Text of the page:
Icahn names Yahoo's dissident dream team, including Cuban, Biondi, Chapple
In the opening move of a game he plays better than anyone alive, billionaire investor Carl Icahn has named a powerhouse team of investors and executives who would be ready and willing to lead Yahoo into a big future with Microsoft.
The dissident proxy slate of Yahoo directors proposed this morning by Icahn Capital chief Carl Icahn is comprised of frequent Icahn allies associates, along with extremely accomplished executives and investors. Icahn unveiled his team this morning in an open letter to Yahoo Chairman Roy Bostock.
"It is clear to me that the board of directors of Yahoo has acted irrationally and lost the faith of shareholders and Microsoft," Icahn's letter to Bostock begins. "It is quite obvious that Microsoft's bid of $33 per share is a superior alternative to Yahoo's prospects on a standalone basis. I am perplexed by the board's actions. It is irresponsible to hide behind management's more than overly optimistic financial forecasts. It is unconscionable that you have not allowed your shareholders to choose to accept an offer that represented a 72% premium over Yahoo's closing price of $19.18 on the day before the initial Microsoft offer. I and many of your shareholders strongly believe that a combination between Yahoo and Microsoft would form a dynamic company and more importantly would be a force strong enough to compete with Google on the Internet."
Backing Icahn up in his plan to reshape the online landscape are some powerhouse names, including Nextel founder John Chapple (reportedly one of Microsoft's choices for its own would-be proxy slate), legendary mutual fund manager Brian Posner, New Line Cinema Co-chairman and Co-CEO Robert Shaye, former Universal Studios chief Frank Biondi -- one of Hollywood's most respected former executives -- and another billionaire investor-slash-household name, Dallas Mavericks and HDNet owner Mark Cuban.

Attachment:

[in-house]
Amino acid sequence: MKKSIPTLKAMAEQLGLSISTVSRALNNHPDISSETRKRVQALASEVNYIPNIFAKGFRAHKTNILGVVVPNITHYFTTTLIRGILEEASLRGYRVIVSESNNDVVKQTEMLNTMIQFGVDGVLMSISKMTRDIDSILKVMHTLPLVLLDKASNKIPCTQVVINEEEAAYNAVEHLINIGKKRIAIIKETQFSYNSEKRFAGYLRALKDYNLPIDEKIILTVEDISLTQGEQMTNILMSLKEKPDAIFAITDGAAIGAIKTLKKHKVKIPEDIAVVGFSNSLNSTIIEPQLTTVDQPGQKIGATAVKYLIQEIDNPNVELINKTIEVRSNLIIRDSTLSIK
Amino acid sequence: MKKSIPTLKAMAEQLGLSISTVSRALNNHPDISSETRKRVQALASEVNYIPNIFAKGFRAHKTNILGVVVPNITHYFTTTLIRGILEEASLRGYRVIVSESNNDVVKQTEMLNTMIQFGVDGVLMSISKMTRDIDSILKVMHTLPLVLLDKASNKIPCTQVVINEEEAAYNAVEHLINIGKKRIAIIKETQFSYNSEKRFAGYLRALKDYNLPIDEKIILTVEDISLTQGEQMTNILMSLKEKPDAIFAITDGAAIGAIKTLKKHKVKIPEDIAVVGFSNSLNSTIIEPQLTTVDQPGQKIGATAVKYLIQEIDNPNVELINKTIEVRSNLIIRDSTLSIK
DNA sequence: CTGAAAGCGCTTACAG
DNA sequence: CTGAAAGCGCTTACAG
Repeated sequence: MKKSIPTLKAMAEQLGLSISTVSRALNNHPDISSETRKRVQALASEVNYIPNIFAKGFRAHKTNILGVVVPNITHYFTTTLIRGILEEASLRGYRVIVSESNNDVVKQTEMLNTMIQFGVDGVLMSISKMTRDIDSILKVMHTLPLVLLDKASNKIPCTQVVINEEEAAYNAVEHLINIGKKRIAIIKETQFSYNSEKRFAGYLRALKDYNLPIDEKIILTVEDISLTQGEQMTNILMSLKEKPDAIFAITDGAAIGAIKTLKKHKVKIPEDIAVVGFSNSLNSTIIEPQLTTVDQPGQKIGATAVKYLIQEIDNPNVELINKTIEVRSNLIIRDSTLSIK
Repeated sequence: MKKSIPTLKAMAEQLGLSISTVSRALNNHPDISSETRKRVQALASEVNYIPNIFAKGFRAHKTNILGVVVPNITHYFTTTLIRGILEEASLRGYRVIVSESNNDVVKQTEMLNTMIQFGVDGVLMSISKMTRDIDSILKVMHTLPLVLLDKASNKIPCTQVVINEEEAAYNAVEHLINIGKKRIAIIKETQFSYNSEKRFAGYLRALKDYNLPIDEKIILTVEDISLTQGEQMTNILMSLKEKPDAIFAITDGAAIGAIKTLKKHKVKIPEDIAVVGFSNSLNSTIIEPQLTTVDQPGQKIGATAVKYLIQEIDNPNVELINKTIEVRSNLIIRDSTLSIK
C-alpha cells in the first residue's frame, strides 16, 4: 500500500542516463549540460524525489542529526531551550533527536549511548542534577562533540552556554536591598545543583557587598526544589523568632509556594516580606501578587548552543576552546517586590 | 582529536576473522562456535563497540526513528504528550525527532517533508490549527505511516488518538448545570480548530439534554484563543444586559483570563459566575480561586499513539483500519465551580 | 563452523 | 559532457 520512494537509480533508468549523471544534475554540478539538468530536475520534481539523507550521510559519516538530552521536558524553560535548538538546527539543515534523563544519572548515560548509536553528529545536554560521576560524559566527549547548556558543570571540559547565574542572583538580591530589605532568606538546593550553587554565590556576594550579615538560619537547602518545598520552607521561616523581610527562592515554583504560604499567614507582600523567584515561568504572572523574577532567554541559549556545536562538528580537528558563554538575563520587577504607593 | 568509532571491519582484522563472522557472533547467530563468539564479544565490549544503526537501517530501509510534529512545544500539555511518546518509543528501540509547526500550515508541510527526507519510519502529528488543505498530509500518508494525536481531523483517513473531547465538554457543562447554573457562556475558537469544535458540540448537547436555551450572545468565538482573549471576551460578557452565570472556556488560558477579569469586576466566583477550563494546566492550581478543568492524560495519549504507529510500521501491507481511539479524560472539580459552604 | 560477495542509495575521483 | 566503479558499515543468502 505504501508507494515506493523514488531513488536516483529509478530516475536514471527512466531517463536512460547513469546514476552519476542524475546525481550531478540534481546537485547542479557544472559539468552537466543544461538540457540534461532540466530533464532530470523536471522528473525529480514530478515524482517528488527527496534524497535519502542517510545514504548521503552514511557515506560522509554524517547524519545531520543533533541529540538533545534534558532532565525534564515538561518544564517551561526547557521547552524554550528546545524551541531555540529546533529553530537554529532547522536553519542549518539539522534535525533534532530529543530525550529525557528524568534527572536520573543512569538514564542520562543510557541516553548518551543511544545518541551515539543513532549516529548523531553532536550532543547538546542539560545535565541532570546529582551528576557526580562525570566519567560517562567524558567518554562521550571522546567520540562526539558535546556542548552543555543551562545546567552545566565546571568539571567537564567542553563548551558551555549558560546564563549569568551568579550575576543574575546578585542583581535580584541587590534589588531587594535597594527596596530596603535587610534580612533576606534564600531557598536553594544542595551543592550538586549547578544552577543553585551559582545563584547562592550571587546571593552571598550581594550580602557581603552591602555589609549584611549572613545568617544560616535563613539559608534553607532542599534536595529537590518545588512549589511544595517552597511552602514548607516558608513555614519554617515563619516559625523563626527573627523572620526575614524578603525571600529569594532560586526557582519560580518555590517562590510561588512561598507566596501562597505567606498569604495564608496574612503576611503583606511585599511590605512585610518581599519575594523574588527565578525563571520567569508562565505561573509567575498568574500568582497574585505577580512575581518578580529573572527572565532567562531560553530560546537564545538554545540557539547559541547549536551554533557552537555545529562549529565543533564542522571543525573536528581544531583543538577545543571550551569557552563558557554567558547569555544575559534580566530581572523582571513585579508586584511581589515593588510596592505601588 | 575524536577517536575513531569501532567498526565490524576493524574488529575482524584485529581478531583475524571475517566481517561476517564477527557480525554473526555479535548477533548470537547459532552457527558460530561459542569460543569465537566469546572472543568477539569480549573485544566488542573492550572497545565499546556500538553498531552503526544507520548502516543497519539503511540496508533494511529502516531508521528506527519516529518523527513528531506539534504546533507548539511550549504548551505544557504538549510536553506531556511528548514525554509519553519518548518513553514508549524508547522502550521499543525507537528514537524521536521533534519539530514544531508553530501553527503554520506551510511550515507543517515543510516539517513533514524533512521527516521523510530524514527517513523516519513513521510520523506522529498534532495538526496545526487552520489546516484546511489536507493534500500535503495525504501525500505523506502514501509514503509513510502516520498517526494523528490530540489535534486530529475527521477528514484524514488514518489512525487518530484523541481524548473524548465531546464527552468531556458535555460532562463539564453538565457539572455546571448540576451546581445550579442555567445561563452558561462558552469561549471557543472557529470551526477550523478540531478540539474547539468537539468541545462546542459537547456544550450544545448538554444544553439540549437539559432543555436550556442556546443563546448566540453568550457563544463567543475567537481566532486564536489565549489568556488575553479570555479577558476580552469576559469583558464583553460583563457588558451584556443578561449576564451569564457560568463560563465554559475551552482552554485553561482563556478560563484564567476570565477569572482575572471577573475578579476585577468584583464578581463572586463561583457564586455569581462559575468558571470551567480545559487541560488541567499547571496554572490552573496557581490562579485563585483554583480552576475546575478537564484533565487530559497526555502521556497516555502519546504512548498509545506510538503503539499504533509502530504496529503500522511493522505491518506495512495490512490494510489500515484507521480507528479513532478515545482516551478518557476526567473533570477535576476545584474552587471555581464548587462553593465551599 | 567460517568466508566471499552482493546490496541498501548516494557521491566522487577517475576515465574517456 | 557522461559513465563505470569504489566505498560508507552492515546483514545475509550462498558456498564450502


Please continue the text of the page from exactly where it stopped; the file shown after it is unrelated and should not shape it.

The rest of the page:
Also on that list is Icahn himself, of course. It wasn't stated who would necessarily be elected chairman of that board, though it's a fair bet that Icahn would be the leading candidate.
Icahn's goals obviously include big short-term gains. He wants to replace Yahoo's existing board that was opposed to a Microsoft buyout at all costs, with a team more copacetic to the notion. But the fact that Icahn's team represents not just Wall Street investors but seasoned managers in their own right points to the possibility of an unspoken long-term goal: a big hand in the oversight of a much bigger company.
In just the last few weeks, Icahn has become a major Yahoo investor and plans to become bigger one, according to his own letter. He purchased 59 million more shares and share-equivalents of Yahoo stock, and has signaled with the US Federal Trade Commission his intention to purchase more shares worth $2.5 billion. Outside estimates are that Icahn already owns 2.5% of Yahoo, and this purchase may bring his stake up to 4% -- not huge, but certainly enough to give him a platform when he addresses shareholders on July 3.
Since a Microsoft merger is the stated, outright goal of this nomination, its success would make his Icahn Capital venture a principal investor in a newly combined Microsoft Corp. Certainly some of his proposed alternative Yahoo board -- including, most likely, Chapple -- would be open to the notion of being seated on Microsoft's board in a post-merger scenario.
According to a filing last February with the US Securities and Exchange Commission, Icahn Capital did not have a major stake in Microsoft, and did not hold one in Yahoo either at that time. Curiously, though, he does continue to own about a third of a billion in combined stocks in Time Warner, the parent company of AOL -- which is one of the companies Yahoo was seen associating with, in order to fuel speculation about "strategic alternatives" that could thwart a Microsoft buyout.
"While it is my understanding that you do not intend to enter into any transaction that would impede a Microsoft-Yahoo merger," Carl Icahn wrote Roy Bostock this morning, with his usual sense of perfect word choice. "I am concerned that in several recent press releases you stated that you intend to pursue certain 'strategic alternatives.' I therefore hope and trust that if there is any question that these 'strategic alternatives' might in any way impede a future Microsoft merger you will at the very least allow shareholders to opine on them before embarking on such a transaction."
The other "strategic alternative" involves a combination or partnership with Google. Icahn wants none of that -- and incidentally, he is not a major Google shareholder.
Yahoo's current board of directors includes the managing director of Softbank Capital and former Ziff-Davis publishing executive Eric Hippeau, Activision Chairman and CEO Robert Kotick, Northwest Airlines Chairman Emeritus Gary Wilson, and Arthur Kern, the chairman of American Media which publishes the National Enquirer. Yahoo did not have a public comment on Icahn's move this morning.